You don’t have to look very hard to find bad in the world, do you? You don’t even have to look as far as the never-ending conflicts in the Middle East. All you have to do is turn on your local news. And even if you’re not a particularly empathetic person, bad news can really get you down.
Last Friday, a 23-year-old Australian man who was attending East Central University in Oklahoma on a baseball scholarship was shot and killed in my hometown. And not just in my hometown, but not very far from where my mother lives. Chris Lane was just out for a jog in a neighborhood that I don’t think anyone who lives there would consider unsafe or even the least bit risky. And now he’s dead.
Teenagers with a bloodlust saw him leave his home and decided to kill him. Just like that.
In 1995, my friend Fabian Dominguez was an off-duty police officer checking out a suspicious car in his neighborhood after a long night of work. Two teenagers and a 20-year-old who fancied themselves “natural born killers” did just that. And Miranda and Michaela grew up hearing about the wonderful person their dad was instead of knowing it firsthand.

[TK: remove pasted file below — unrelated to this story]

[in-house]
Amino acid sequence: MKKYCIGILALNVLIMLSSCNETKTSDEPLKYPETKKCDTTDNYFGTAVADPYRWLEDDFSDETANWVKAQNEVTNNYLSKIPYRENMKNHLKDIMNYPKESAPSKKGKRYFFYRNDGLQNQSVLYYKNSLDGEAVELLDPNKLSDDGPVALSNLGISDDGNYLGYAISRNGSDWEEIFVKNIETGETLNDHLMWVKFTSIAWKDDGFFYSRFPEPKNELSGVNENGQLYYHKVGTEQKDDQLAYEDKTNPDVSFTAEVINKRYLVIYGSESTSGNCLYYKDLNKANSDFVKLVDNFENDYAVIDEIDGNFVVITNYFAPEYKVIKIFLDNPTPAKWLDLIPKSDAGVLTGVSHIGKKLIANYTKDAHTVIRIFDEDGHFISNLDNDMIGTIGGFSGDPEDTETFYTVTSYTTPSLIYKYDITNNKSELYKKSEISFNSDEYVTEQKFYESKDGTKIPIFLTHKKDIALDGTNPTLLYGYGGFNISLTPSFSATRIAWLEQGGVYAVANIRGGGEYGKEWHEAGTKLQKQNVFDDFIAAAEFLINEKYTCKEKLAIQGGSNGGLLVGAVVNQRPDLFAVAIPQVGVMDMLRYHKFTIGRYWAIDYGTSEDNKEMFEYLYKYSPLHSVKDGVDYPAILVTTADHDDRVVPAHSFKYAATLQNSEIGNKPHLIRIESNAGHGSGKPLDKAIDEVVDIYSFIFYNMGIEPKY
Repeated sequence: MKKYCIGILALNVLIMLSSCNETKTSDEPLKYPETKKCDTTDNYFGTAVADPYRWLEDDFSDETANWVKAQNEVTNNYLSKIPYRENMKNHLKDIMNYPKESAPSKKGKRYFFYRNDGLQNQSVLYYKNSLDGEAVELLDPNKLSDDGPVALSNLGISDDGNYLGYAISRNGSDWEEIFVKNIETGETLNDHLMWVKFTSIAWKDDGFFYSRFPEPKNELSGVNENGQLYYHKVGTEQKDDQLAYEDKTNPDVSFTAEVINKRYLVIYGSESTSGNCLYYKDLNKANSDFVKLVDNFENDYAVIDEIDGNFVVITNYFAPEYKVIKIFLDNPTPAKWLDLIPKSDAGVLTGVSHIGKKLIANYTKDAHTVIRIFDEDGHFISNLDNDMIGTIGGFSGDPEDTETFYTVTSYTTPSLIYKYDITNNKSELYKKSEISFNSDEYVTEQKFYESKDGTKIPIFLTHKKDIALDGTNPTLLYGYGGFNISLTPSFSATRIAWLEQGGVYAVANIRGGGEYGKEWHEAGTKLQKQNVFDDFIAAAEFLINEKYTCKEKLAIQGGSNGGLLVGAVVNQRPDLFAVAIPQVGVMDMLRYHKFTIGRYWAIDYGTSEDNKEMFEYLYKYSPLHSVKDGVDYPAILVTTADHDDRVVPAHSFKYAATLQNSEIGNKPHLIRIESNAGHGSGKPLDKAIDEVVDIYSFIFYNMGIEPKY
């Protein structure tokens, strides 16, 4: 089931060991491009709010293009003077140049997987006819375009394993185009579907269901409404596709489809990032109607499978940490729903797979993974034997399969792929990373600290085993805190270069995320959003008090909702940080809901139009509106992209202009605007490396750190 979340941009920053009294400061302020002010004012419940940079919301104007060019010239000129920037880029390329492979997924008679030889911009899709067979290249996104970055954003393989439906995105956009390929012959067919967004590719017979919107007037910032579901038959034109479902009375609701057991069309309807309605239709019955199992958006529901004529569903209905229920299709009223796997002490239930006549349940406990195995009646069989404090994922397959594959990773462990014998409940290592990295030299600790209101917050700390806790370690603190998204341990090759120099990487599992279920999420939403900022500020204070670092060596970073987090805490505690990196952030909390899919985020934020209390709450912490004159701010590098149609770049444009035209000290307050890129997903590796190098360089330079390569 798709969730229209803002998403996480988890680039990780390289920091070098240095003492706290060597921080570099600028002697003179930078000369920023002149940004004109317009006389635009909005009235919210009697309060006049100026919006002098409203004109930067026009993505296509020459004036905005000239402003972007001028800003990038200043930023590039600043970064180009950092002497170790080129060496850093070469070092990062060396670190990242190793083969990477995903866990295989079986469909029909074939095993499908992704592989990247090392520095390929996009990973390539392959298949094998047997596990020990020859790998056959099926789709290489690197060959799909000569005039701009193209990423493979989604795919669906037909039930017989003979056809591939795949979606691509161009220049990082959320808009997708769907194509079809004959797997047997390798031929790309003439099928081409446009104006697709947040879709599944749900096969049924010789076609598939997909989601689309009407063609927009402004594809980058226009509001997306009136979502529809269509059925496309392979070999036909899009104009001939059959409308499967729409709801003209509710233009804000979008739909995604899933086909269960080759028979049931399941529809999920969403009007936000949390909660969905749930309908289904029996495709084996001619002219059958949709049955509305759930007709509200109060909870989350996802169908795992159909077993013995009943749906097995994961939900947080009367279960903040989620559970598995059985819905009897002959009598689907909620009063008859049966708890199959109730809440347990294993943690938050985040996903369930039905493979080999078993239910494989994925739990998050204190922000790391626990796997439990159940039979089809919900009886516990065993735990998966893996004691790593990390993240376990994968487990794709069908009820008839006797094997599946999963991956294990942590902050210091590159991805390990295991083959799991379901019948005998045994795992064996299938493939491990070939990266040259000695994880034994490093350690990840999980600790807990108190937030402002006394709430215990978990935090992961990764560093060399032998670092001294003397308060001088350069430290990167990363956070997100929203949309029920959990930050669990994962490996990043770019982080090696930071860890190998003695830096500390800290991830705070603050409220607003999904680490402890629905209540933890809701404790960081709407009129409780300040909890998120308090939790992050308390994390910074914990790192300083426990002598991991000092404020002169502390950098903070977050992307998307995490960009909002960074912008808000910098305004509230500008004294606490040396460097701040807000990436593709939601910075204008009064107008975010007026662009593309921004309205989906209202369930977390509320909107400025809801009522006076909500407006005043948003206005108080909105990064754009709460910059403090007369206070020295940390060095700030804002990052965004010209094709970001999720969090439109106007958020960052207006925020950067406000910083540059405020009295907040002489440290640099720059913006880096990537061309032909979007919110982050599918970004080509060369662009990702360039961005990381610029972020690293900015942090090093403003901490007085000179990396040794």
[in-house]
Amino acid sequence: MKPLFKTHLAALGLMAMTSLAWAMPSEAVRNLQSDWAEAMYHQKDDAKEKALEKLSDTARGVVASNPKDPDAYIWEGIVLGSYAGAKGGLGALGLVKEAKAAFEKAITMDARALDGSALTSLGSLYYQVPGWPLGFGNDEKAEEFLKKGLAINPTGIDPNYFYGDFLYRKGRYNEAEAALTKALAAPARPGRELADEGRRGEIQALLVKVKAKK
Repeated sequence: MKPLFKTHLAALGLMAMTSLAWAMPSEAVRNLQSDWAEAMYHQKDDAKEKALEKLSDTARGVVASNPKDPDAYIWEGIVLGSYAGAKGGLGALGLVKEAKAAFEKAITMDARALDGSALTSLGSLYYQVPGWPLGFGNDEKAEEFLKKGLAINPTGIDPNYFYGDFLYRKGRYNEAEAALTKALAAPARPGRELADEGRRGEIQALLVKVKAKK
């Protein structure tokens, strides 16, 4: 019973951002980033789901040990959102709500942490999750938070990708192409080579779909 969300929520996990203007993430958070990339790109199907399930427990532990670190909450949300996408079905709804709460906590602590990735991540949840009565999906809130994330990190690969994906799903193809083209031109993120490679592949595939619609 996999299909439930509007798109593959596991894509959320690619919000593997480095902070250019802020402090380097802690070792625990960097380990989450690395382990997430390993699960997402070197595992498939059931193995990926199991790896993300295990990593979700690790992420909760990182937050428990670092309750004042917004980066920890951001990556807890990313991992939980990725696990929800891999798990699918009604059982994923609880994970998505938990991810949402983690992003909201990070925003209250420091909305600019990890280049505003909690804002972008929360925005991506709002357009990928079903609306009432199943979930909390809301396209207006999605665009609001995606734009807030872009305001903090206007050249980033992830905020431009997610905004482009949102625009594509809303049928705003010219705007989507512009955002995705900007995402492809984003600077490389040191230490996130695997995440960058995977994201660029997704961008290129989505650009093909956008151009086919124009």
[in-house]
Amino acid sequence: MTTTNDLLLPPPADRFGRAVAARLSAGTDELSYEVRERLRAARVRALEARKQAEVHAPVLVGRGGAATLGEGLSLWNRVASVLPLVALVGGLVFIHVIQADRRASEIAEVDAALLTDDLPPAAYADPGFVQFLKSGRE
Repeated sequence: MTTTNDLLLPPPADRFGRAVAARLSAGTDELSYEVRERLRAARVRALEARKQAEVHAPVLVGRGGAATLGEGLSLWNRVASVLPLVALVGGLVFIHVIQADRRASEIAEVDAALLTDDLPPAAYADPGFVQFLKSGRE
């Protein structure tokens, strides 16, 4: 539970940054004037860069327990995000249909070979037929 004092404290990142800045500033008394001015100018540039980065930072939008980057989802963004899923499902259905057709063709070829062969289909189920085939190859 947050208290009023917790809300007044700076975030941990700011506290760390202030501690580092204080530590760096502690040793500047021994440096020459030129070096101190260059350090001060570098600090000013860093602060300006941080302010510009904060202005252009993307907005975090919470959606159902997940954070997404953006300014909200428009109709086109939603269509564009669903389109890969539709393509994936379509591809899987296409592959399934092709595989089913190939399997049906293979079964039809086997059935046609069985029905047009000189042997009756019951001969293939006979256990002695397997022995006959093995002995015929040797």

So, what do you do when it all just gets to be too much? When bad news hits too close to home? When it feels like the world is going to hell in a handbasket? When all the bad seems to be outweighing the good?
You look for the good.
Like this. (Yes, it’s in Russian, but you don’t have to read the language to get the message. And the music is beautiful. Turn up your speaker volume and let it wash over you.)
And if you look closer to home, you’ll probably find a whole lot of good, too. Here’s some of the fur-filled good in my life, past and present:
If your day is looking gloomy, I hope you can look up, look around, and find the good.